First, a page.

One of the benefits of the economic downturn from which we are emerging is a revitalized emphasis on customer service. Recently I was in a large discount store where no sales person ever used to give me a second glance. While I was mulling around, three different employees came up to me and politely asked if they could be of service. I have noticed this pleasing trend in numerous stores of late. What made the change? During the downturn, stores that used to be filled with shoppers were now only sparsely populated. Companies that were accustomed to profits rolling in, without having to provide any service, were shocked to find that their “loyal” customers didn’t come back. Profit hides problems. But when the profit goes away, the problems come into focus. Some companies failed to adjust and went out of business. But most have learned to thrive by adapting and improving.
Personally, I think this has been a good lesson for all of us. Companies have learned that they must step up and provide great service. They’ve learned that if they fail to train their employees to please the customer, the customer will find another company who does. Employees have learned that if the company doesn’t make money, they won’t have a job! They’ve also learned that the employee who goes the extra mile in servicing customers, generally has better job security.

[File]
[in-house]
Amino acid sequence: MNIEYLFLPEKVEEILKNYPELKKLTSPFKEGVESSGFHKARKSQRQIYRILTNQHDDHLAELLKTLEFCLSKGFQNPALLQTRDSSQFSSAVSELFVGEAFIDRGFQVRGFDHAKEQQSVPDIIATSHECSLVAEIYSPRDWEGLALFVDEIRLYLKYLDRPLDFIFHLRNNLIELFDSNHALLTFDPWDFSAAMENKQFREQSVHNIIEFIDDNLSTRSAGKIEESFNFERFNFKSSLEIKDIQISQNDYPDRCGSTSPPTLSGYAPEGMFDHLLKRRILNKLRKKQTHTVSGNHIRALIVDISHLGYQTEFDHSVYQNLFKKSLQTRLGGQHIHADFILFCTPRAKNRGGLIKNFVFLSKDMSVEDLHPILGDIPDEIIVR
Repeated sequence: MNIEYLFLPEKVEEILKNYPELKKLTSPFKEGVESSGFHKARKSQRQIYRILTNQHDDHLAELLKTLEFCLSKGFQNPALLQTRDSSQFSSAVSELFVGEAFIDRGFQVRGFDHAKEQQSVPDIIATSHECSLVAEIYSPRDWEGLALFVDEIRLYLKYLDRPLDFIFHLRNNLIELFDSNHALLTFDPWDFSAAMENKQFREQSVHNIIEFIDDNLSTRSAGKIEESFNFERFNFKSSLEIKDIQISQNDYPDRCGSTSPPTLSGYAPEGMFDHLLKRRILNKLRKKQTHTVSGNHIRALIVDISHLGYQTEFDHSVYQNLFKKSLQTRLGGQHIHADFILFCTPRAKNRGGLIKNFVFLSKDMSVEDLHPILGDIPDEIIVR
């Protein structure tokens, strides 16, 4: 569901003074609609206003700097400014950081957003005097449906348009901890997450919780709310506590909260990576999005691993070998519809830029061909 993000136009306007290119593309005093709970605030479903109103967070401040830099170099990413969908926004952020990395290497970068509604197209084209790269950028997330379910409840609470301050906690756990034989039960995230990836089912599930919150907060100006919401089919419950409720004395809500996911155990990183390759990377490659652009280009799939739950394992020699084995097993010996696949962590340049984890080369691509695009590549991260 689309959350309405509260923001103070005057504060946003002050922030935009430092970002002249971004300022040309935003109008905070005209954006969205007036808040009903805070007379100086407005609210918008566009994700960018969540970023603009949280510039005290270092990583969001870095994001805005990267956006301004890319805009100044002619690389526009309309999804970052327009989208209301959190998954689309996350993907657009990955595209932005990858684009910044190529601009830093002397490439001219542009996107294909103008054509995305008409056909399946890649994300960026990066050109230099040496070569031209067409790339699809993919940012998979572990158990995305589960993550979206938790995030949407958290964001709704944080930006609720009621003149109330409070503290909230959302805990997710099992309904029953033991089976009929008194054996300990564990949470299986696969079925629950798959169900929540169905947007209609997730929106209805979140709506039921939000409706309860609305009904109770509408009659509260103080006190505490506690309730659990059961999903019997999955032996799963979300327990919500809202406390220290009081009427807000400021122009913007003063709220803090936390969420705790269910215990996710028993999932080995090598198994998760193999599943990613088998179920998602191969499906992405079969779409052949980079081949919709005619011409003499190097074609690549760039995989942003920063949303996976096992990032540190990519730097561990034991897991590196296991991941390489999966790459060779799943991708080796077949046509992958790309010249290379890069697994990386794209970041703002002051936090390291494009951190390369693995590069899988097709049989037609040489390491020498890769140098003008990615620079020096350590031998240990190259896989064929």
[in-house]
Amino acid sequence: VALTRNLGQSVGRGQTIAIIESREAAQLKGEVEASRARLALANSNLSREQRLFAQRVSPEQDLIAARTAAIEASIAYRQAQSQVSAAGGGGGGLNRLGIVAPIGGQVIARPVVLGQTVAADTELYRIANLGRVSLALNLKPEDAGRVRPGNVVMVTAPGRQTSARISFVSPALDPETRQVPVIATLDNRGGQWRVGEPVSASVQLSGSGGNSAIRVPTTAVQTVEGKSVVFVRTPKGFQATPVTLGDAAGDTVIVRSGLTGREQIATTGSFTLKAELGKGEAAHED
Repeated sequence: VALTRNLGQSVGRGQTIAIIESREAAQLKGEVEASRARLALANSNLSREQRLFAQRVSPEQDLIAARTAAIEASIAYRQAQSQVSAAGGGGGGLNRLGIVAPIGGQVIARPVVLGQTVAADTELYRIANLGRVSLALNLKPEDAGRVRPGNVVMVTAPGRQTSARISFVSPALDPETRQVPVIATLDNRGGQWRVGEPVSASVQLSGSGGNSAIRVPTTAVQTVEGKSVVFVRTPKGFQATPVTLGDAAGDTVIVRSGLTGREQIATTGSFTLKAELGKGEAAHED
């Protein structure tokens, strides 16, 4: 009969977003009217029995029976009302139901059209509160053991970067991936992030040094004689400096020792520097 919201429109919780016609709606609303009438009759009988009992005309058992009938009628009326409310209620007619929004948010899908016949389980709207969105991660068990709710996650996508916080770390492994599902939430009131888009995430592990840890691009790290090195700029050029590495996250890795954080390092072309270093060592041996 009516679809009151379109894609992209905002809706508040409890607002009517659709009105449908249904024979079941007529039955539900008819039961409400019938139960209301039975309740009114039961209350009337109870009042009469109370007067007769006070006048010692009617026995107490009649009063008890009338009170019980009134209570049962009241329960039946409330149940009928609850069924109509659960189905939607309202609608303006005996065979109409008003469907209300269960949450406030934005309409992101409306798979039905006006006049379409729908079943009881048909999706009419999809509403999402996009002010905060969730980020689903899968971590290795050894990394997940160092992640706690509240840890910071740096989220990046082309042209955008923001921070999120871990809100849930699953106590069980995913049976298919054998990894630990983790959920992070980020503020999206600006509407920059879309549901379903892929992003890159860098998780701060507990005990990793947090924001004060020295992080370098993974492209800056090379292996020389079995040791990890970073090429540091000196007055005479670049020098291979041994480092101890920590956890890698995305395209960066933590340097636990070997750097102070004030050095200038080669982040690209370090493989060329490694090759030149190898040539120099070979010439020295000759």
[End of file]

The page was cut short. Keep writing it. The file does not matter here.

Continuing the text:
Whether you work in sales or in the back office; whether you work in a manufacturing plant or a government agency; whether your paycheck actually bears the signature of the company president, a relative, or the governor; in reality, it is the customer that signs your paycheck. Keep this in mind next time you are interrupted or bothered by a customer. Then, stop what you are doing and give them the best service you can. It will pay dividends to you and to your company.